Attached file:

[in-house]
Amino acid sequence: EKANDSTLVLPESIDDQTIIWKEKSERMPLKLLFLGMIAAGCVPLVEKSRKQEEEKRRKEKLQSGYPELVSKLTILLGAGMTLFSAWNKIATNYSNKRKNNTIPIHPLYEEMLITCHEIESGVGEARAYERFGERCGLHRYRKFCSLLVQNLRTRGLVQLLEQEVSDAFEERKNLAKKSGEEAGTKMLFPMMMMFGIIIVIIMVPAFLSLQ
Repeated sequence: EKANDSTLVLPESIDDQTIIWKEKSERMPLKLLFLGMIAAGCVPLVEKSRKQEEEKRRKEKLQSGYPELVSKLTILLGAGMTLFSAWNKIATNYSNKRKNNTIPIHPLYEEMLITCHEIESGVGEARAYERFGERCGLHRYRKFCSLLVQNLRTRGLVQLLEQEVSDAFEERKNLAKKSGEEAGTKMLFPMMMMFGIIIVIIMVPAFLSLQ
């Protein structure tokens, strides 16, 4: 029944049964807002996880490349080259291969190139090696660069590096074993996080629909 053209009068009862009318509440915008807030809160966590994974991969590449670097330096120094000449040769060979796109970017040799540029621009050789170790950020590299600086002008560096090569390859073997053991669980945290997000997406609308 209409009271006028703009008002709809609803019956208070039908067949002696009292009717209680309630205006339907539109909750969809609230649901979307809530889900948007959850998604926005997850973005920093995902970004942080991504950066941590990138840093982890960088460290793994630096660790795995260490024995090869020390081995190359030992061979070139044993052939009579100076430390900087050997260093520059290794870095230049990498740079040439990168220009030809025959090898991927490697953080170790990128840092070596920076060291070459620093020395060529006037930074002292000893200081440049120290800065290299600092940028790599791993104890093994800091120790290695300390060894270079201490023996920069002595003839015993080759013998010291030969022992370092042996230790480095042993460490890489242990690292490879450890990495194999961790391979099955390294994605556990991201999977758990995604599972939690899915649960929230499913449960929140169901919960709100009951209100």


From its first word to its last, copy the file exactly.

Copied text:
[in-house]
Amino acid sequence: EKANDSTLVLPESIDDQTIIWKEKSERMPLKLLFLGMIAAGCVPLVEKSRKQEEEKRRKEKLQSGYPELVSKLTILLGAGMTLFSAWNKIATNYSNKRKNNTIPIHPLYEEMLITCHEIESGVGEARAYERFGERCGLHRYRKFCSLLVQNLRTRGLVQLLEQEVSDAFEERKNLAKKSGEEAGTKMLFPMMMMFGIIIVIIMVPAFLSLQ
Repeated sequence: EKANDSTLVLPESIDDQTIIWKEKSERMPLKLLFLGMIAAGCVPLVEKSRKQEEEKRRKEKLQSGYPELVSKLTILLGAGMTLFSAWNKIATNYSNKRKNNTIPIHPLYEEMLITCHEIESGVGEARAYERFGERCGLHRYRKFCSLLVQNLRTRGLVQLLEQEVSDAFEERKNLAKKSGEEAGTKMLFPMMMMFGIIIVIIMVPAFLSLQ
């Protein structure tokens, strides 16, 4: 029944049964807002996880490349080259291969190139090696660069590096074993996080629909 053209009068009862009318509440915008807030809160966590994974991969590449670097330096120094000449040769060979796109970017040799540029621009050789170790950020590299600086002008560096090569390859073997053991669980945290997000997406609308 209409009271006028703009008002709809609803019956208070039908067949002696009292009717209680309630205006339907539109909750969809609230649901979307809530889900948007959850998604926005997850973005920093995902970004942080991504950066941590990138840093982890960088460290793994630096660790795995260490024995090869020390081995190359030992061979070139044993052939009579100076430390900087050997260093520059290794870095230049990498740079040439990168220009030809025959090898991927490697953080170790990128840092070596920076060291070459620093020395060529006037930074002292000893200081440049120290800065290299600092940028790599791993104890093994800091120790290695300390060894270079201490023996920069002595003839015993080759013998010291030969022992370092042996230790480095042993460490890489242990690292490879450890990495194999961790391979099955390294994605556990991201999977758990995604599972939690899915649960929230499913449960929140169901919960709100009951209100």